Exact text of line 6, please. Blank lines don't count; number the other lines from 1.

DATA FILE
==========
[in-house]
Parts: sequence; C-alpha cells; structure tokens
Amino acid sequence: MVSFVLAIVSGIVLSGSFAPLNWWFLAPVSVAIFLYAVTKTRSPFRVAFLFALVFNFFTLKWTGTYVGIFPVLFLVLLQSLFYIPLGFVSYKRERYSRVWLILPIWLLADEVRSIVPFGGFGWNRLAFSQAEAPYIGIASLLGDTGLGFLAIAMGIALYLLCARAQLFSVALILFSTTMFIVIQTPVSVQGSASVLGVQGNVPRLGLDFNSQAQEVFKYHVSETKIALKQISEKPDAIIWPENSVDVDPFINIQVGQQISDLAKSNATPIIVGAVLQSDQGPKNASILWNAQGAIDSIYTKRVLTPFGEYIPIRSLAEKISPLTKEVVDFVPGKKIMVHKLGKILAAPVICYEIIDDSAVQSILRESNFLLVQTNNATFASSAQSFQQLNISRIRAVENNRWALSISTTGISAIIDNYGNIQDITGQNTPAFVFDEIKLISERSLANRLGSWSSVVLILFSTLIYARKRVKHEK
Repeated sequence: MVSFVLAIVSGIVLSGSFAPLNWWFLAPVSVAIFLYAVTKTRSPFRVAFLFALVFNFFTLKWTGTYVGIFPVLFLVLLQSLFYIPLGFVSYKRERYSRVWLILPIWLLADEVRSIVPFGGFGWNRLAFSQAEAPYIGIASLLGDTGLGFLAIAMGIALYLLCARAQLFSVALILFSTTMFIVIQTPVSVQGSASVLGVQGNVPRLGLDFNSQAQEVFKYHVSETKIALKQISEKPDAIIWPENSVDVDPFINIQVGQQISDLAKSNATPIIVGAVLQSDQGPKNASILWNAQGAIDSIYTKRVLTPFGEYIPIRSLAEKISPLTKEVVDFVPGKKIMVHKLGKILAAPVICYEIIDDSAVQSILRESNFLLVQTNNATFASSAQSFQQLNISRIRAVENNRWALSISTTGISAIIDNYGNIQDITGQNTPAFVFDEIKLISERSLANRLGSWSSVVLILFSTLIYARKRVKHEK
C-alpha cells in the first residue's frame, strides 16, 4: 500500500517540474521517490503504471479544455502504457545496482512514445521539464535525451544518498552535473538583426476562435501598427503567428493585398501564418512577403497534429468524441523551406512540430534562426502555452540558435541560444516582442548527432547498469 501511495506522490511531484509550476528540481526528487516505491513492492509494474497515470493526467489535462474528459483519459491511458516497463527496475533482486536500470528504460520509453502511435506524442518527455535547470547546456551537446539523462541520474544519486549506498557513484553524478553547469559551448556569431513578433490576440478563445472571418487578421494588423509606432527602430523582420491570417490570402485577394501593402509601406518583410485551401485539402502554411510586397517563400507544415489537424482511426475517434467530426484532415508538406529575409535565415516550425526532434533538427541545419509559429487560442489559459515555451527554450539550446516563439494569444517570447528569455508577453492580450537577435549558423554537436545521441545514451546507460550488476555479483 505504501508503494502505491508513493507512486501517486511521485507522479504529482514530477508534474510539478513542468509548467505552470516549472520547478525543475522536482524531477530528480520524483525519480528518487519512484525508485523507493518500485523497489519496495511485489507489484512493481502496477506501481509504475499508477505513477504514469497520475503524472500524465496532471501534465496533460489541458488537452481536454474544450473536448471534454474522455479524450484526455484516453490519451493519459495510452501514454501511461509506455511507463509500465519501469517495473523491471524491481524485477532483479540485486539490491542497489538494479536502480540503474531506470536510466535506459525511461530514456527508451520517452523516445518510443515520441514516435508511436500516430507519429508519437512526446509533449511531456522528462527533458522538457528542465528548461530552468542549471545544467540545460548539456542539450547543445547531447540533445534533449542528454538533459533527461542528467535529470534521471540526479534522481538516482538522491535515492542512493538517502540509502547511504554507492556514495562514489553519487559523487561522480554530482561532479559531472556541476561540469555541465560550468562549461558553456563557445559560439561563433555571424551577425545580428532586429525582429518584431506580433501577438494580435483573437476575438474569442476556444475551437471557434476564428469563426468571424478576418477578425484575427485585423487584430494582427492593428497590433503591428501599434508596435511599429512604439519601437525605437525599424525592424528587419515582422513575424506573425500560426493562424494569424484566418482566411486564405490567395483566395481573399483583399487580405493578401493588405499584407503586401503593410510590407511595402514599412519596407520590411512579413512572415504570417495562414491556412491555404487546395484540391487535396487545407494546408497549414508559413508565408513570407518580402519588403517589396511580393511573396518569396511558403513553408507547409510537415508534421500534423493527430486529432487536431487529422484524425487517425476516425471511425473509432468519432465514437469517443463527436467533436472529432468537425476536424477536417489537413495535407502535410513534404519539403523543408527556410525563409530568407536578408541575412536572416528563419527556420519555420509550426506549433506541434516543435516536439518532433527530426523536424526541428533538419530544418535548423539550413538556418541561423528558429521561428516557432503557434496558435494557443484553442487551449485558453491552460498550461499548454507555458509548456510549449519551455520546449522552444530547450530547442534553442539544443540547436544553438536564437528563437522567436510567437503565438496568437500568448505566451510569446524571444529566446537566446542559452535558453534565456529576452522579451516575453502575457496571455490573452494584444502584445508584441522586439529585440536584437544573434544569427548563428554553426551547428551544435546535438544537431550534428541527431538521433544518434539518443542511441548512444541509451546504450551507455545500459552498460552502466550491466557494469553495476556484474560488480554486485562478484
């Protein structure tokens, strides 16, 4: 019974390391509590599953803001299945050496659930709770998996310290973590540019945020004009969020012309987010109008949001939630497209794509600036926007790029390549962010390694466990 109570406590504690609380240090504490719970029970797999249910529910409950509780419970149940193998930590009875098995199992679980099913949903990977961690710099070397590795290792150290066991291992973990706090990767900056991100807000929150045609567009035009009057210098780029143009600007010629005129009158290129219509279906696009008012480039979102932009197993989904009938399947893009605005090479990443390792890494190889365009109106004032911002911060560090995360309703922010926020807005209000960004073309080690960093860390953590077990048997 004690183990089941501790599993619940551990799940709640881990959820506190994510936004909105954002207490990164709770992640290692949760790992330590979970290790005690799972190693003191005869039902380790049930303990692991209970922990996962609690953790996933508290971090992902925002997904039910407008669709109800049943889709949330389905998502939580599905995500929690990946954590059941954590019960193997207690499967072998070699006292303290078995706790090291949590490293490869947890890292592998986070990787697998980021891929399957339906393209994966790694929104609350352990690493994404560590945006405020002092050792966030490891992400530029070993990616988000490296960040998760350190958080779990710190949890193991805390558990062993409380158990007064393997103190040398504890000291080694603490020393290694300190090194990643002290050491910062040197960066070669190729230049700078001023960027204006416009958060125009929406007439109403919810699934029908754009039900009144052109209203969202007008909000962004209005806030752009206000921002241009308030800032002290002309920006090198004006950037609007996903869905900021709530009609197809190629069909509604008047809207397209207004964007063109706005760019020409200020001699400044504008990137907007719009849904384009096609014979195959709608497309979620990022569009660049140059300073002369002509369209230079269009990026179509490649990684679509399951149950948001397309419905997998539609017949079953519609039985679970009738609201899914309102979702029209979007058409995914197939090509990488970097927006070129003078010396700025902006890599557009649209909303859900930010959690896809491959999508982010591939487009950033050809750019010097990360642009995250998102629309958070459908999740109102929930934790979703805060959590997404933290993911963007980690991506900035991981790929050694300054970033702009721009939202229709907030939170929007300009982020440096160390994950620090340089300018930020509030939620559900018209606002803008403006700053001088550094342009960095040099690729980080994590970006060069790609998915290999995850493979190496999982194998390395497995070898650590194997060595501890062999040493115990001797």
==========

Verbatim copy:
């Protein structure tokens, strides 16, 4: 019974390391509590599953803001299945050496659930709770998996310290973590540019945020004009969020012309987010109008949001939630497209794509600036926007790029390549962010390694466990 109570406590504690609380240090504490719970029970797999249910529910409950509780419970149940193998930590009875098995199992679980099913949903990977961690710099070397590795290792150290066991291992973990706090990767900056991100807000929150045609567009035009009057210098780029143009600007010629005129009158290129219509279906696009008012480039979102932009197993989904009938399947893009605005090479990443390792890494190889365009109106004032911002911060560090995360309703922010926020807005209000960004073309080690960093860390953590077990048997 004690183990089941501790599993619940551990799940709640881990959820506190994510936004909105954002207490990164709770992640290692949760790992330590979970290790005690799972190693003191005869039902380790049930303990692991209970922990996962609690953790996933508290971090992902925002997904039910407008669709109800049943889709949330389905998502939580599905995500929690990946954590059941954590019960193997207690499967072998070699006292303290078995706790090291949590490293490869947890890292592998986070990787697998980021891929399957339906393209994966790694929104609350352990690493994404560590945006405020002092050792966030490891992400530029070993990616988000490296960040998760350190958080779990710190949890193991805390558990062993409380158990007064393997103190040398504890000291080694603490020393290694300190090194990643002290050491910062040197960066070669190729230049700078001023960027204006416009958060125009929406007439109403919810699934029908754009039900009144052109209203969202007008909000962004209005806030752009206000921002241009308030800032002290002309920006090198004006950037609007996903869905900021709530009609197809190629069909509604008047809207397209207004964007063109706005760019020409200020001699400044504008990137907007719009849904384009096609014979195959709608497309979620990022569009660049140059300073002369002509369209230079269009990026179509490649990684679509399951149950948001397309419905997998539609017949079953519609039985679970009738609201899914309102979702029209979007058409995914197939090509990488970097927006070129003078010396700025902006890599557009649209909303859900930010959690896809491959999508982010591939487009950033050809750019010097990360642009995250998102629309958070459908999740109102929930934790979703805060959590997404933290993911963007980690991506900035991981790929050694300054970033702009721009939202229709907030939170929007300009982020440096160390994950620090340089300018930020509030939620559900018209606002803008403006700053001088550094342009960095040099690729980080994590970006060069790609998915290999995850493979190496999982194998390395497995070898650590194997060595501890062999040493115990001797």